Commentary: Taking into consideration general principles of corporations law, utilizing an LLC to purchase a commercial property may provide numerous business and tax benefits for the buyer. This may be especially true where a buyer is interested in purchasing multiple properties.
In particular, a buyer may want to set up a “parent” LLC which would act as the owner of various “subsidiary” LLCs. Each separate subsidiary would then be utilized to purchase a single commercial property. Structuring the ownership of the properties in this manner may create substantial tax savings for the buyer.
For instance, if each transaction were structured so that the parent loans the subsidiary the monies to fund the purchase, the respective subsidiary would be responsible for the repayment of the loan, and thus the subsidiary would be deemed to have little equity in the property and thus little assets. As a result, a subsequent transfer of the property by the LLC (to the owner’s children, for instance) would likely have little, if any, tax consequences.
Moreover, it is well-established that an LLC can be deemed to be a disregarded entity for tax purposes. As a general rule, the income of an LLC will “pass through” to the owner of the company, so that the LLC itself is not required to report such income on its tax returns. Thus, the owner could streamline the taxes and other expenses associated with each of its various properties, while at the same time avoiding double taxation on the income generated from each property. Double taxation is a common pitfall of utilizing C-Corporations. For example, if the buyer were to set up a series of subsidiary corporations, as opposed to LLCs, each corporation would have to pay separate corporate income tax for each entity. In addition, the buyer would then have to pay personal income tax on any monies that are income to him (whether through distribution of profits or otherwise). If, on the other hand, if the buyer uses the LLC form to set up his subsidiary companies, the income of each LLC “passes through” to the buyer so that he is only taxed on it once, by reporting it on his personal income tax return.
In addition, as long as each LLC is created and operated in the proper form, the liabilities associated with each respective property will generally not attach to the other companies’ properties. In other words, in most instances each LLC will be only be liable for its own debts and obligations. For example, assume that company A owns a piece of property worth $300,000.00 (Building A) and Company B owns property worth $1,000,000.00 (Building B) and both Company A and B are owned by Company C (the parent company). If Company A is sued and a judgment is reached against it for $500,000.00, the judgment-creditor cannot generally look to collect its judgment against Company B’s property. The alternative would be if Company A owned both properties. In that instance suppose an accident happened in Building A for which the company is deemed liable. In that situation, the judgment-creditor would likely be able to collect against both buildings, since both would be the assets of the judgment-debtor.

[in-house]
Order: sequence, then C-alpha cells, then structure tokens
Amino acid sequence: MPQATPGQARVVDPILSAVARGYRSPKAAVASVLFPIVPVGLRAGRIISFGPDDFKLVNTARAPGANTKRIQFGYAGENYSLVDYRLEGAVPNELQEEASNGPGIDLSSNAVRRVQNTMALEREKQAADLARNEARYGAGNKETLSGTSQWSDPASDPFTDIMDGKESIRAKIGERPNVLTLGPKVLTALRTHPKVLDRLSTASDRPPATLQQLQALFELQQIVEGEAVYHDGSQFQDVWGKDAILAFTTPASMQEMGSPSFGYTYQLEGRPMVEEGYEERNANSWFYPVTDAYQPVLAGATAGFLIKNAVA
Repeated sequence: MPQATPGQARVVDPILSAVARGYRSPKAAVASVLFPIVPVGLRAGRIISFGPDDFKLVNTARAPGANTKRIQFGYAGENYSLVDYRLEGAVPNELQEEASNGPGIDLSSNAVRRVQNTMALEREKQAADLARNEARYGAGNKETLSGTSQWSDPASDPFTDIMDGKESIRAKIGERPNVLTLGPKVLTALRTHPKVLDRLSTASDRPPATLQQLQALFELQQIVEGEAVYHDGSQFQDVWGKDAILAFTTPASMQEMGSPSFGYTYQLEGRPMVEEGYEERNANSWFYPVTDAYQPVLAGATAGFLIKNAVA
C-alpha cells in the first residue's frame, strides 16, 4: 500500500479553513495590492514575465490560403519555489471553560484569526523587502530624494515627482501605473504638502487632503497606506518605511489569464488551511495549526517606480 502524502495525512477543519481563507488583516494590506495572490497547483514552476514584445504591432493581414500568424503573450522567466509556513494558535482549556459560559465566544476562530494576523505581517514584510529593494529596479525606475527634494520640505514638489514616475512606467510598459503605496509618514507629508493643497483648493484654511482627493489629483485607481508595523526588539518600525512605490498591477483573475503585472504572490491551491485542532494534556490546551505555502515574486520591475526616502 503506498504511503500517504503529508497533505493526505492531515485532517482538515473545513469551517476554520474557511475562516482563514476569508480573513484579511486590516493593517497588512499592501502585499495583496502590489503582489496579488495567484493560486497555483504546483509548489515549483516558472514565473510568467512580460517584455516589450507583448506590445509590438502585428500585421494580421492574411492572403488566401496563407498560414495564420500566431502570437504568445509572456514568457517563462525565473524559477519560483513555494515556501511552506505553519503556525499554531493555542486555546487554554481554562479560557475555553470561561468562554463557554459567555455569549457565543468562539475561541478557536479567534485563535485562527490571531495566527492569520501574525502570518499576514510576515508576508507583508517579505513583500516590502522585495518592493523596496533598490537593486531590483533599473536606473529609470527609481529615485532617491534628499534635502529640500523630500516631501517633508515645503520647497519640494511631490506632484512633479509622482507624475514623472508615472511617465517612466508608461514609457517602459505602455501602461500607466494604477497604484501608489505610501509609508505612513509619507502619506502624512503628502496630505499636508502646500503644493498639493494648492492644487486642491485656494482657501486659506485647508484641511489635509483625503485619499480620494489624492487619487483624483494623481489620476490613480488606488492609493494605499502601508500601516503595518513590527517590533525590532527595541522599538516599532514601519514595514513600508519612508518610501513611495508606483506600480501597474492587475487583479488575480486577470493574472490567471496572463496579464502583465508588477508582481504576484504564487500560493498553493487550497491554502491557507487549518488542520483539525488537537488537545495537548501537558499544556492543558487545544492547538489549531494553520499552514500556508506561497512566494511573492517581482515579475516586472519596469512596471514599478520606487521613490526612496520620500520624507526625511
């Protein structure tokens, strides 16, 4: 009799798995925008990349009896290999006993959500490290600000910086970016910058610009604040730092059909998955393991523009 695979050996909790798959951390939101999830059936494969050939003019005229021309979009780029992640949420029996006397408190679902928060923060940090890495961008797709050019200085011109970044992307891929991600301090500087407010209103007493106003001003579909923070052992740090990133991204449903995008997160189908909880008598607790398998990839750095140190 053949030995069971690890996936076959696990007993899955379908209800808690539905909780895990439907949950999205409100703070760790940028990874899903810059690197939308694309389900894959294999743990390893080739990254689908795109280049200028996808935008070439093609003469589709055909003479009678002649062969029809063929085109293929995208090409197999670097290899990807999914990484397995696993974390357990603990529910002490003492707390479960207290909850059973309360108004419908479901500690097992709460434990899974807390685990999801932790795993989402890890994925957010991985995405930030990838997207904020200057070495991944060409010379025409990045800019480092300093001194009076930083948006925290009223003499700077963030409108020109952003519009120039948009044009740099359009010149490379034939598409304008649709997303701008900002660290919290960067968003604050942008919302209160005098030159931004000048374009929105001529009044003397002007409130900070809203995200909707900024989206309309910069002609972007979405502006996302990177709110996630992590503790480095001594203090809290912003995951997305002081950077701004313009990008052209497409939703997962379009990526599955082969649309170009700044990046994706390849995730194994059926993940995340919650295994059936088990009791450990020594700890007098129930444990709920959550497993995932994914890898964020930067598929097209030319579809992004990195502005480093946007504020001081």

When determining if the real estate holding company should be established as an LLC or a corporation, it should be noted that the form of ownership set up by the buyer is unlikely to be an issue to the seller. That being said, if a seller were taking a promissory note from the buyer or the buyer was to otherwise have ongoing liability to the seller, such a structure (whether as a corporation or an LLC) may be a concern to the seller. Insofar as the above-mentioned structure devoids the company of all assets but the one company, a seller may be limited in its rights. This is because, as mentioned above, the assets of each separate subsidiary LLC may be relatively small.
In light of the foregoing, before purchasing an interest in commercial real estate, it may be wise for a potential buyer to formulate an appropriate ownership structure and consider forming a limited liability company through which to effectuate each such transaction. Accordingly, an attorney should be consulted at the outset so as to structure the purchase(s) in a way that is most beneficial to the buyer.
© 2008 Nissenbaum Law Group, LLC